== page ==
I started this blog a few years ago as a practice. A practice to see if I could write “blog style.” And a practice of commitment…not so much about writing but healthy living. I committed publicly to re-joining Weight Watchers and to train to run a 5K. Through the winter, spring, and summer of 2011, I learned to blog and jog. And as anyone can see, both the blogging and jogging seemed to wane once I had run the 5K and attained my goal weight. (See many previous posts about being a person who is both accustomed to having a sense of direction and has a desire to achieve.) Mix in a portion of my tendency to get distracted and a dash of my penchant for Netflixing, and there is the recipe for how to go from 5k to couch.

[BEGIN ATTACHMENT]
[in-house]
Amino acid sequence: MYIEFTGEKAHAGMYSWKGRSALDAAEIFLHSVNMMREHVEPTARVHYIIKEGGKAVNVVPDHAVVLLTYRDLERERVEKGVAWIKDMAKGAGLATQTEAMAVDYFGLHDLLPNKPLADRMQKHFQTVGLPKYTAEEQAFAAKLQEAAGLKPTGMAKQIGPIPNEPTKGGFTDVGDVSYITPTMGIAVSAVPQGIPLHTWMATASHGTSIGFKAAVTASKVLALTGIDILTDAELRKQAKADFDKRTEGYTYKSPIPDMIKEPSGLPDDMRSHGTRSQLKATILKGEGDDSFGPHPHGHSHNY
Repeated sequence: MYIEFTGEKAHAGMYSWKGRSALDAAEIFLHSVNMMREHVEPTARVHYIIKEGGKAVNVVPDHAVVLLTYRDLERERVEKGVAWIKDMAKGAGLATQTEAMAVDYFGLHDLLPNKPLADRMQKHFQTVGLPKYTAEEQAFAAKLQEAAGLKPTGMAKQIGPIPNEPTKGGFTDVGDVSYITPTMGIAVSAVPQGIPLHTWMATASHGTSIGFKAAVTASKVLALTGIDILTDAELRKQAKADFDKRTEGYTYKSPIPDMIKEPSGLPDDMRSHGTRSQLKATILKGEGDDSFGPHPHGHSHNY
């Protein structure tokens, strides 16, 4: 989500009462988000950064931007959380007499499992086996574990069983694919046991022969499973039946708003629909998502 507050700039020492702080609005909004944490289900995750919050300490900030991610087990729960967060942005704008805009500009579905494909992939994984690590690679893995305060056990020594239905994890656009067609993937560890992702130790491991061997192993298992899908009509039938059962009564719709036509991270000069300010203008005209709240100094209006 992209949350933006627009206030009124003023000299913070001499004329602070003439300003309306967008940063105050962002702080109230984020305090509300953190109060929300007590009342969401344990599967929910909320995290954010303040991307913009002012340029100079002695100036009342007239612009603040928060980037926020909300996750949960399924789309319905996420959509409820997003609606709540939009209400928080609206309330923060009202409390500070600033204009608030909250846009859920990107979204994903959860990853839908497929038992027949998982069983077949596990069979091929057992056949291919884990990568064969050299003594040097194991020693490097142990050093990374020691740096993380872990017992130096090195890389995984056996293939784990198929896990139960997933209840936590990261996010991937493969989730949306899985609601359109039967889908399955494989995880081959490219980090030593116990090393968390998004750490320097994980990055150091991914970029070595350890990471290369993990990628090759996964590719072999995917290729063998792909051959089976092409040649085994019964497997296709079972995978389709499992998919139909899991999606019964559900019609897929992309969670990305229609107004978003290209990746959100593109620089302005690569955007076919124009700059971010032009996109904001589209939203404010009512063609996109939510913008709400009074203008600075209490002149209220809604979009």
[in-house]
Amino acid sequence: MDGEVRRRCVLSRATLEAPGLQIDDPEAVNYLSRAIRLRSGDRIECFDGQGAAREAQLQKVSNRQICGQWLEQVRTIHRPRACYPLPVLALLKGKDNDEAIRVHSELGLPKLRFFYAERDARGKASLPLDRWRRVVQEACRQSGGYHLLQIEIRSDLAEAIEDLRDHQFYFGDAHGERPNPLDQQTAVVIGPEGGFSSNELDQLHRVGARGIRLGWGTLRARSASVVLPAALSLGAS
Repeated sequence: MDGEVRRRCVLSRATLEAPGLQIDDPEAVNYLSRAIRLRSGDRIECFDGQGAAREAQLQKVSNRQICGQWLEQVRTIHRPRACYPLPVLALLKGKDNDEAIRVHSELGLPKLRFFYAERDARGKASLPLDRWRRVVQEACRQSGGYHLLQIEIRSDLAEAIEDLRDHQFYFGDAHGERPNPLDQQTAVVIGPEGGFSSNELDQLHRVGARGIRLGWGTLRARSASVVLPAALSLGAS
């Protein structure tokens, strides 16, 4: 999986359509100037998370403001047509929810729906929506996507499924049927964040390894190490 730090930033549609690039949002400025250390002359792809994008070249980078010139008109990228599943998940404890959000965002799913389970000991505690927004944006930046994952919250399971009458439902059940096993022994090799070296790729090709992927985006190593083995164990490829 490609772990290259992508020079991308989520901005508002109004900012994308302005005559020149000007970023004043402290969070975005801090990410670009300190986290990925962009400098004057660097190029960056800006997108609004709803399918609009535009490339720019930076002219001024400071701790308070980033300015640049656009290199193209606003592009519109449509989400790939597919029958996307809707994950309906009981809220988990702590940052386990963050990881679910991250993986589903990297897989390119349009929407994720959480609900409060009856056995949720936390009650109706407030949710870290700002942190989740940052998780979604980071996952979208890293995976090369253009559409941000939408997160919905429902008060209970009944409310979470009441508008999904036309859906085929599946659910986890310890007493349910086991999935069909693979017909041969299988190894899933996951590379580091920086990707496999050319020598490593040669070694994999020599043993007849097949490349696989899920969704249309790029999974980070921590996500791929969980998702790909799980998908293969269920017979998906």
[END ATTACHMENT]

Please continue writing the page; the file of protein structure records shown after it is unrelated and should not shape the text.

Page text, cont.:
And I did.
Life got busy. I figured I deserved time to sit. Life got stressful. I figured I needed time to veg. Life included more people. I figured I needed to be around more. All of my figuring added up to way more minutes on the couch than on the treadmill. This math didn’t make me completely happy, but it seemed to work ok.
Until I found myself lost in the wilderness. Couching and netflixing, although good in small doses, aren’t so helpful in the wilderness. After all, toting a sofa is an awfully heavy load. And where does one plug in a computer? So, I have found myself back pounding the pavement. This time I’m practicing, too. Not to train for a race. But as a spiritual practice.
I’ve discovered that my pounding pavement becomes a form of prayer. There’s something about the monotony that becomes almost meditative. There’s something about stretching the ability of my body that renders me incapable of being anything but brutally honest with myself–and God. There’s something about focusing on breath and form that forces me to drop the weight and worry I carry for others into God’s open palms.
Like my running, the pavement pounding prayers are not pretty or precise. They are a work in progress. Raw and real. How else does one thrive in the wilderness?